Never charged with a crime

Note: This could be a post I’ll be referencing in the future — not just a thought for the day. I could be making changes periodically. Apologies in advance for the length.  [shortcut: http://wp.me/p71dva-7V ]

A guest of Bill Maher recently complained of Guantanamo, “people have not been charged, or tried, and what happened to rule of law? That’s the whole principle of the Constitution.”

She apparently has been lied to, and it’s about time we clear this up. We see a lot of articles about Guantanamo detainees being “released without charge” or “never charged with a crime.” They want us to believe we’d have convicted them if they weren’t innocent.

The short answer is: The founding fathers knew charges and trials are for crimes. This is a war.

That’s not a flippant answer either. Where the Fifth Amendment to the Constitution says, “No person shall be held to answer for a capital, or otherwise infamous crime, unless…,” — right there you can see they are obviously talking about crimes. They were very careful about the words they used (much like the way they outlawed torture but only as punishment).

Then in the Sixth Amendment, it begins, “In all criminal prosecutions, the accused shall enjoy the right to a speedy and public trial…” Again, they were very specific that this was about crimes.

People have gotten the mistaken idea that one can either be a civilian entitled to due process, or a prisoner of war entitled to the rights and privileges of the Geneva Conventions, but nothing else. Well, that’s not true. We have often held people without trial during wartime without POW status — and in peacetime as well.

First, notice that Guantanamo is still open

Think back to the cases that the Bush administration lost in the Supreme Court regarding Guantanamo detainees. At each loss, the end result affirmed that Guantanamo detainees had more rights:

  • Losing Rasul v. Bush in 2004 meant that detainees could take their cases to court. This is what opened it up to the lawyers.
  • Losing Hamdan v. Rumsfeld in 2006 meant that all Guantanamo detainees were entitled to Common Article 3 of the Geneva Conventions (before that, only the Taliban members had it).
  • Losing Boumediene v. Bush in 2008 meant detainees could take their cases to court after Congress had tried to take it out of the courts’ hands. The end result also had federal judges review each case.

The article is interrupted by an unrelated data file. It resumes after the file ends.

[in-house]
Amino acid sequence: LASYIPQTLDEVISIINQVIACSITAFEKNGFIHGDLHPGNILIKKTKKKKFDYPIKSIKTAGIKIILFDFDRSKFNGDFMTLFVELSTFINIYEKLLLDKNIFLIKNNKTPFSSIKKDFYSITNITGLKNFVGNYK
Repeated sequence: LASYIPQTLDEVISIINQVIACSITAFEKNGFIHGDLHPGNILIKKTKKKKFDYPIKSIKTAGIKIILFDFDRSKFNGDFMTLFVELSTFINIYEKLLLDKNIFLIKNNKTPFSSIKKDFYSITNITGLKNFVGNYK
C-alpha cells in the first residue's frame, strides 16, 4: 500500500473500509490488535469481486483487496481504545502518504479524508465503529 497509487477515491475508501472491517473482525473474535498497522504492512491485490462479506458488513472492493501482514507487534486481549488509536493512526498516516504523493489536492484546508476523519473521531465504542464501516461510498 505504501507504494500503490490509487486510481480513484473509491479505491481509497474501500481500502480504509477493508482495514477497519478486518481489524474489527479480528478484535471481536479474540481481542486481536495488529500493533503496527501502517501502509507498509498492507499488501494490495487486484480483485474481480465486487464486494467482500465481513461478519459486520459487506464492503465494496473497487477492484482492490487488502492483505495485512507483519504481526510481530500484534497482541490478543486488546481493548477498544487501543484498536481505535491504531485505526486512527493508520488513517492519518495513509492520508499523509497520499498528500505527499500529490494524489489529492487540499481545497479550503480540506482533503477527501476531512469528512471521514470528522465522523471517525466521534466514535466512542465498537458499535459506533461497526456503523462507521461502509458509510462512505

Each of these cases was a loss. It was usually close. Most of them had lower courts agree with the Bush administration, only to be reversed by the Supreme Court.

But note what didn’t happen: Guantanamo was not closed. Each ruling had the Court agree with the concept that detainees may be held without trial until the end of the war. (They even said so.)

What about habeas corpus? All that means is that a judge can review the case. As I just said, detainees won that in 2008.

And note as well that the Court didn’t give them POW status either. (This is probably worth a future post.)

Two standards of proof

Some people think we can’t charge detainees with crimes because they were tortured. Well, it’s only arguable in a few cases that some were tortured (and usually because of mistakes). Even so, nobody got it worse than KSM, and we’re still putting him on trial. (He tried to plead guilty but he rescinded his plea after President Obama took office.)

A bigger issue is the evidence required to try someone, as compared to that required to detain them during a war. The Guantanamo detainees have had tribunals requiring only a-preponderance-of-the-evidence. (This was based on an Army manual written long before the Bush administration.) But an actual trial requires beyond-a-reasonable-doubt. I know the critics would like to whine here but it’s not worth it. I said it’s a bigger issue. It’s not the main issue.

The main issue

This might surprise a lot of people, but it is simply not against U.S. law for a citizen of another country to be an enemy of the U.S.